Today, the world lost one of the most beloved celebrities of all time. Someone who’s career spanned decades, crafting movies, tv shows, stage products, and comedy albums that spanned from hilarious to profound and dramatic. Someone who was not only a beloved member of the comedy community, the actor community, but the video game community as well.
Robin Williams has always had his own unique style. Maintaining a child-like energy and excitement from the early days of his career to his recent role on the tv show The Crazy Ones. He was a one-of-a-kind performer who put everything into his work. An improvisational genius, he often came up with a lot of his stuff on the spot. His stand up shows would vary from show to show due to a lot of the jokes being thought up instantly. He even stopped by Who’s Line Is It Anyway? to lend his improve talents.
His Live On Broadway special ranks in my Top 5 favorite stand up comedy specials of all time, and he was one of my big influences in comedy writing. What Dreams May Come is one of my absolute favorite movies, and it is in part due to his genuine and heartfelt performance. He was a true talent, and the impact he’s left on generations is astonishing. May he rest in peace.
With the memorial out of the way, I want to focus on the sad parts of this: that it was depression and substance abuse issues that led to this. Moments like this need to not be mourned, but to be learned from. I’m still struggling to wrap my head around all of this, but here are a few things of note I want people to learn and take away from this horrible loss.
1 – People who suffer from mental health issues or addiction can smile. They can laugh. They can be productive and successful. They can have wonderful, loving relationships with family and friends. They can make huge impacts on people’s lives. Even the most boisterous laugh or widest smile can still mask unimaginable pain and fear. Depression, struggles, addiction can all hide behind energy and the appearance of perfect happiness. Appearances can be deceiving, and depression is even more deceiving.
2 - Seeking help is not the ONLY part of getting better – Robin had been through treatment. In fact, only a month or two ago, it was reported that he was here in Minnesota seeking treatment. He even stopped by a local Dairy Queen and surprised the staff and took pictures with fans on his way in to get help. But help is not the ONLY step to recovery. While therapy or treatment can be a positive part of the recovery process, it is not a instant fix. It also doesn’t always work for everyone, nor can it always help with every aspect of what is troubling you. Please know that getting help is a resource that should be readily available for all, but that it is not the final solution. It requires love, support, and lifestyle work as well as professional help to even begin to get a handle on something so unknown and powerful as mental illness and addiction.
3 – It can happen to ANYONE – It doesn’t matter how successful you are. How many loved ones you have. How much money you make. How much you get to express yourself – things like depression and addiction can still leave a mark on your life. NO ONE is safe from something that does not discriminate. That does not pick and choose. That isn’t just fixed by having positive things around you. It can hit at any time, and it can get anyone regardless of who they are or where they come from. Do not ever believe that someone is free from struggle just because they’re successful or appear happy.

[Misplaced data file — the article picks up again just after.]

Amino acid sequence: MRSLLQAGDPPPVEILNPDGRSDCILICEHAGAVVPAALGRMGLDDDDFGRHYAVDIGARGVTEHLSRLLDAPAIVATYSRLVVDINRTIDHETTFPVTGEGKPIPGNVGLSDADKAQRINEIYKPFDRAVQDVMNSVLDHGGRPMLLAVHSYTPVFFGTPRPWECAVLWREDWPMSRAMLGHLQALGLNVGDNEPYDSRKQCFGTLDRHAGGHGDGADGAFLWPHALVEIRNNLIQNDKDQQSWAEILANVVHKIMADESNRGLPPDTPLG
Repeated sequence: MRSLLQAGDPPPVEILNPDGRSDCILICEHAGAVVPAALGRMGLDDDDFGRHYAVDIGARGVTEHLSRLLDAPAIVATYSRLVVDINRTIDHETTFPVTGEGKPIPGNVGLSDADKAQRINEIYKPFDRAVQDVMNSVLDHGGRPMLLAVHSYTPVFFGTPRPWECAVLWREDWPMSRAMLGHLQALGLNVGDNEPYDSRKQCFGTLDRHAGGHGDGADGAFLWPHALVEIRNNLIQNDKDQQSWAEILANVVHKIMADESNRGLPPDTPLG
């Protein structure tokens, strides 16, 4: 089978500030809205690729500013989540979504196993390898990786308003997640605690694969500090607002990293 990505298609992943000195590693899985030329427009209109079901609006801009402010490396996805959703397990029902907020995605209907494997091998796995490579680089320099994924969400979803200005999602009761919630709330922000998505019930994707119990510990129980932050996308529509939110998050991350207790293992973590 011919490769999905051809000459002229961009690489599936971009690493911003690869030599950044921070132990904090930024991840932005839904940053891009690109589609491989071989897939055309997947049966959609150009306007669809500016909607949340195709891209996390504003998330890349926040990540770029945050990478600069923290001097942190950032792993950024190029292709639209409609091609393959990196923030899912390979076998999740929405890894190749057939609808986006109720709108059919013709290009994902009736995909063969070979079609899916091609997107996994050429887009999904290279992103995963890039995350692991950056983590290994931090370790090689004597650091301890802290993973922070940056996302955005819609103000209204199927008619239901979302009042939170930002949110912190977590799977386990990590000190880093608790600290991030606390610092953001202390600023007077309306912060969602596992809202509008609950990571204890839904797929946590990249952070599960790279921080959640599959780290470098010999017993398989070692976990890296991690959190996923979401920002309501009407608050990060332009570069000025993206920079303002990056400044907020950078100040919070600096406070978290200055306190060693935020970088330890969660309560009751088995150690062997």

4 – Every moment is the right moment to spread awareness and words of encouragement – Something that troubled me was people sending out words of encouragement and links to support for people suffering from mental health issues and addiction. This is a wonderful, hugely important thing… that we just don’t do often enough. We can’t always wait for a tragedy to strike to do this. These are things we need to talk about often, with love and understanding. Just getting the word out that people don’t have to be alone, that we all care and understand and want to fight for them. That they’re not broken or stupid or beyond our reach. Getting that word out, providing the help and the support, needs to be more frequent. We need to be willing to speak up at all times, not just when it claims a life. Because it claims lives every day. And it will continue to do so. We must not hold back on how hard and how frequent we fight.
These are just a few thoughts on my mind as I struggle against my own mental health being negatively effected by losing such a wonderfully inspirational person. I hope people can consider these thoughts and learn as they mourn. We can’t let mental health and addiction defeat us. For every single person that fights against these demons, we have to learn and understand and move all of us forward.
To everyone who is suffering from these problems: you aren’t alone, even when you feel it. You can come to me, or many supportive people and places, and seek help. You are not broken. You are not stupid.
You are not alone.
RIP Robin Williams. The infectious laughs will be missed. But they will not be forgotten.